Little Merion provides a huge test
It is the age-old question - does size matter?
In the case of Merion Golf Club this week it certainly doesn't. In fact, you could argue the best things come in small packages.
The journey to this little piece of American golfing history, and by little I mean 126 acres, takes you through the leafy suburbia of Philadelphia with sumptuous mansions tucked away between the trees.
The city itself is only nine miles away, but you wouldn't know it.
In order for America's national championship to return here after a 32-year absence, the local residents needed to be on board with the idea. Literally, because on the short trek to the media centre you actually walk through someone's back garden.
The temporary locker room for the players is in one of the aforementioned mansions and many of the marquees that host the corporate guests are located on land owned by the local residents.
This has truly been a community effort, but it means that the capacity per day is limited to 25,000 spectators, which will see the USGA take a hit financially.
However, it is to their credit that, by bringing the championship back here, they are willing to sacrifice profit for the history and tradition of the game, a decision which should be commended.
At the start of the week, when the heavens opened and dumped an inch and a half of rain on the shortest US Open course since Southern Hills in 2001 - a mere 6901 yards - it was felt by many that Merion couldn't provide a test for the world's big boomers.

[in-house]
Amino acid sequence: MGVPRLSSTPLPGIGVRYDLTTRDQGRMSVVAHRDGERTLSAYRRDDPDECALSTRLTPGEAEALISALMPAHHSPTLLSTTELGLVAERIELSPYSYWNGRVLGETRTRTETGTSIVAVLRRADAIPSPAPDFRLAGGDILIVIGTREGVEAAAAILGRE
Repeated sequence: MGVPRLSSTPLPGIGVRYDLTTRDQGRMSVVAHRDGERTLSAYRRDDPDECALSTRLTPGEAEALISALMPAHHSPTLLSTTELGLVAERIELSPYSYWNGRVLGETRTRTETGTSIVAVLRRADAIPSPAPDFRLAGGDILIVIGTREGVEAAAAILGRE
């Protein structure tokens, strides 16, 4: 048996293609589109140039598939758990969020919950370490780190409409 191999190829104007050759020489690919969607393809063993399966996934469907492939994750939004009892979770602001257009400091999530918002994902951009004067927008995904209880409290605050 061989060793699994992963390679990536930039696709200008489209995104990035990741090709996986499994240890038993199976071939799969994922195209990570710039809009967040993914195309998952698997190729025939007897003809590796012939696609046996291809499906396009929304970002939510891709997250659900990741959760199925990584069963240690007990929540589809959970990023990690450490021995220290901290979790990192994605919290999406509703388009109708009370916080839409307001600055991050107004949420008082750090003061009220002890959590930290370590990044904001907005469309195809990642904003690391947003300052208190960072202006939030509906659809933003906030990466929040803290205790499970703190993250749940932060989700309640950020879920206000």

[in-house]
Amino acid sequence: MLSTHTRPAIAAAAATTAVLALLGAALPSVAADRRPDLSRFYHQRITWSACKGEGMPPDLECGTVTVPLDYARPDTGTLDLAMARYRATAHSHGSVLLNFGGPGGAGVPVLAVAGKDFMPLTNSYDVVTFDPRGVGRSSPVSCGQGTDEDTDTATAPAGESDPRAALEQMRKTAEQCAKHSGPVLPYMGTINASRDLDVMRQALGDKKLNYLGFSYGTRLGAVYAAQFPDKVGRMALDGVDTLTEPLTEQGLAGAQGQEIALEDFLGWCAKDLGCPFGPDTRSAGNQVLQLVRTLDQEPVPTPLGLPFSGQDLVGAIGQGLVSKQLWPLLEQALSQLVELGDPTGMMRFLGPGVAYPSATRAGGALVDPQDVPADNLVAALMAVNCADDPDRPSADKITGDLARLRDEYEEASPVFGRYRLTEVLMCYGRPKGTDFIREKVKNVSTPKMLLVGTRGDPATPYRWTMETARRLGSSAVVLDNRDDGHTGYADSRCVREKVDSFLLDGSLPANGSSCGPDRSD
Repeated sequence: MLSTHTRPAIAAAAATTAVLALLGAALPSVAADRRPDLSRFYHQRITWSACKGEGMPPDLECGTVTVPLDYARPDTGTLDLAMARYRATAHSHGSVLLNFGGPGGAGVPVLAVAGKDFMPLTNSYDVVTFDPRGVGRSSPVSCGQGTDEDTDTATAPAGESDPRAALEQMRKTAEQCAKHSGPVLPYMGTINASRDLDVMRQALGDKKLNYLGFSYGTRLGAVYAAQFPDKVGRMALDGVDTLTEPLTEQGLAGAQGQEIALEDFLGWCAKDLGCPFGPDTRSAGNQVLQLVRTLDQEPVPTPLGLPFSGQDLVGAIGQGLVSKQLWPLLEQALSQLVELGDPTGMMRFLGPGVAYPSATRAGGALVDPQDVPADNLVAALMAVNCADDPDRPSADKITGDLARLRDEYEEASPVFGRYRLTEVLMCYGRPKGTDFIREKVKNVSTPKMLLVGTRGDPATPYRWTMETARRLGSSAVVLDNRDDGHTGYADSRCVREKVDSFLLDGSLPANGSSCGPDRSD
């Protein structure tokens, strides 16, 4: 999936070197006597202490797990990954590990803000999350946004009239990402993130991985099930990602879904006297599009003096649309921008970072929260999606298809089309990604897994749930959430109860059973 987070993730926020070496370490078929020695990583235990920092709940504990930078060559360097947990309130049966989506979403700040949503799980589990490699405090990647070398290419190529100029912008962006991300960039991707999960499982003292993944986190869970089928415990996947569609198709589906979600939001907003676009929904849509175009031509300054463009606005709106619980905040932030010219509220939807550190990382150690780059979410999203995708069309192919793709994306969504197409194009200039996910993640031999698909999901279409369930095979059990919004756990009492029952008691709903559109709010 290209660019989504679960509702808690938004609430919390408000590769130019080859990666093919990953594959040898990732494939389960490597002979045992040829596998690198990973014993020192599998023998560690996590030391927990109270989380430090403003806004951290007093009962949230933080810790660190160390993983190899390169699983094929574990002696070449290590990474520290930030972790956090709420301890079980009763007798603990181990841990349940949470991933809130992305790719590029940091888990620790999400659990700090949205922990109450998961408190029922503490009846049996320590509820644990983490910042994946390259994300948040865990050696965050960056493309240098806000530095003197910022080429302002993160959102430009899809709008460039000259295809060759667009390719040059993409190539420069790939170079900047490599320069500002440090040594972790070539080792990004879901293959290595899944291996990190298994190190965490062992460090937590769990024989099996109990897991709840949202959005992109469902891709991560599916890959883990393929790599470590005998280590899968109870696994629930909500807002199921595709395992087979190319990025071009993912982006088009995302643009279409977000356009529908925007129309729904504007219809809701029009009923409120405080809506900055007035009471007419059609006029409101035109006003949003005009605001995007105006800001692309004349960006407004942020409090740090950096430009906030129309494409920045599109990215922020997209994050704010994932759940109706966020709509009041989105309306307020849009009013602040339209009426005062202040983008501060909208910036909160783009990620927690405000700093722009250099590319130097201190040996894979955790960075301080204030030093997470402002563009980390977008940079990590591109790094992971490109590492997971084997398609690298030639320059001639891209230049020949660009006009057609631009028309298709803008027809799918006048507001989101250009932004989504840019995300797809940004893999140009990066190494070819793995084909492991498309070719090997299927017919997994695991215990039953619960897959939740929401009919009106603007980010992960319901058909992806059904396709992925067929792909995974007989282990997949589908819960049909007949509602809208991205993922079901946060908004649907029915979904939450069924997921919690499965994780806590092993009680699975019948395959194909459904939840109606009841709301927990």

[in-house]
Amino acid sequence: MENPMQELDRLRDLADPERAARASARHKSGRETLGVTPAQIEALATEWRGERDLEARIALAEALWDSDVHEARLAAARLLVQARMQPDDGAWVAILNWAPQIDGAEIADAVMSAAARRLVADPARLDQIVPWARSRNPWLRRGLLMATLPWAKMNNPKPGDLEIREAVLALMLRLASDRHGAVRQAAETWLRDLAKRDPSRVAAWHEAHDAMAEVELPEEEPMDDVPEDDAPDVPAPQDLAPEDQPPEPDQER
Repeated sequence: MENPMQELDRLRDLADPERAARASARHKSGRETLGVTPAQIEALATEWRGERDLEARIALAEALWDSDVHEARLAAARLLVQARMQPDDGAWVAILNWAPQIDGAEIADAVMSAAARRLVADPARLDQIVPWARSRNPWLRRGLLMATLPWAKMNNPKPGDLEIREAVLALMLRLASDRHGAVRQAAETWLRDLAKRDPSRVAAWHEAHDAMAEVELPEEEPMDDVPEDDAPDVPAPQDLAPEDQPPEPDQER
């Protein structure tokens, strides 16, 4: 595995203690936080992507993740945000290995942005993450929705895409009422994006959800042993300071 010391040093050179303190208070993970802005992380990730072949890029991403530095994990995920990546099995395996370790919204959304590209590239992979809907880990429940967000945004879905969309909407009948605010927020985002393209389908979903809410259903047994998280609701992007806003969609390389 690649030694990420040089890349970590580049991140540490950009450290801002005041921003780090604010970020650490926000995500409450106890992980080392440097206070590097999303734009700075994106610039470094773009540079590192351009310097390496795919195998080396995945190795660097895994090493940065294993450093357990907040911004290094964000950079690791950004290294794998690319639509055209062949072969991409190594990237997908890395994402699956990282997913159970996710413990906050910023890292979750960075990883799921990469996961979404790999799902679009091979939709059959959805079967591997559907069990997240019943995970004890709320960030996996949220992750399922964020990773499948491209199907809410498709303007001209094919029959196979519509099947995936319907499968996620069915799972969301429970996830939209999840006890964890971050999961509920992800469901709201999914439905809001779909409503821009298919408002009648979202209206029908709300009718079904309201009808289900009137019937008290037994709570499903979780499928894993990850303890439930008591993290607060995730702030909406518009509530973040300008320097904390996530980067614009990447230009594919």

Well, not only has it provided a punishing examination, it has destroyed many of the best players, leaving them with their heads in their hands.
Darren Clarke and Graeme McDowell were among the causalities, and McDowell in particular will be disappointed as many people thought with the premium on accuracy this set-up would suit him.
But, narrow fairways and thick, lush rough and soft greens with tricky pin positions protected Merion and McDowell had seven double bogeys in two rounds - more than he had had all season.
In all fairness, not too many of the golfers have been publically critical of the set-up that sees them having to be driven 15 minutes from the practice range to the first tee, another oddity of the week and one determined by the cosiness of the area and none certainly were proclaiming they were going to shoot the lights out.
As Rory McIlroy pointed out to the assembled media: "I didn't hear any golfer say that, that was you guys, you must be pretty good golfers."
However former Masters winner Zach Johnson, a playing partner of Graeme McDowell and who finished 11-over par, missing the cut, wasn't a happy bunny.
"I would describe the whole golf course as manipulated," said Johnson.
"It just enhances my disdain for the USGA and how it manipulates golf courses. I think Merion is a great golf course, if you let Merion be, but that is not the agenda."
Johnson is right, to a certain extent. The USGA want to protect par as a score and this is the self-proclaimed "toughest test in golf."
There is a whole lot of history at Merion Golf Club. It's the venue where Bobby Jones completed the sport's only Grand Slam and Ben Hogan's 1-iron shot became one of its most enduring images and Lee Trevino threw a rubber snake at Jack Nicklaus before beating him in a play-off.
This week Merion has proved herself a fitting venue for a US Open despite its size.
Now over to you - the Royal And Ancient - how far are you willing to go to bring the Open back to Royal Portrush?
After all, money isn't everything and size doesn't matter.
Merion has shown it can be done.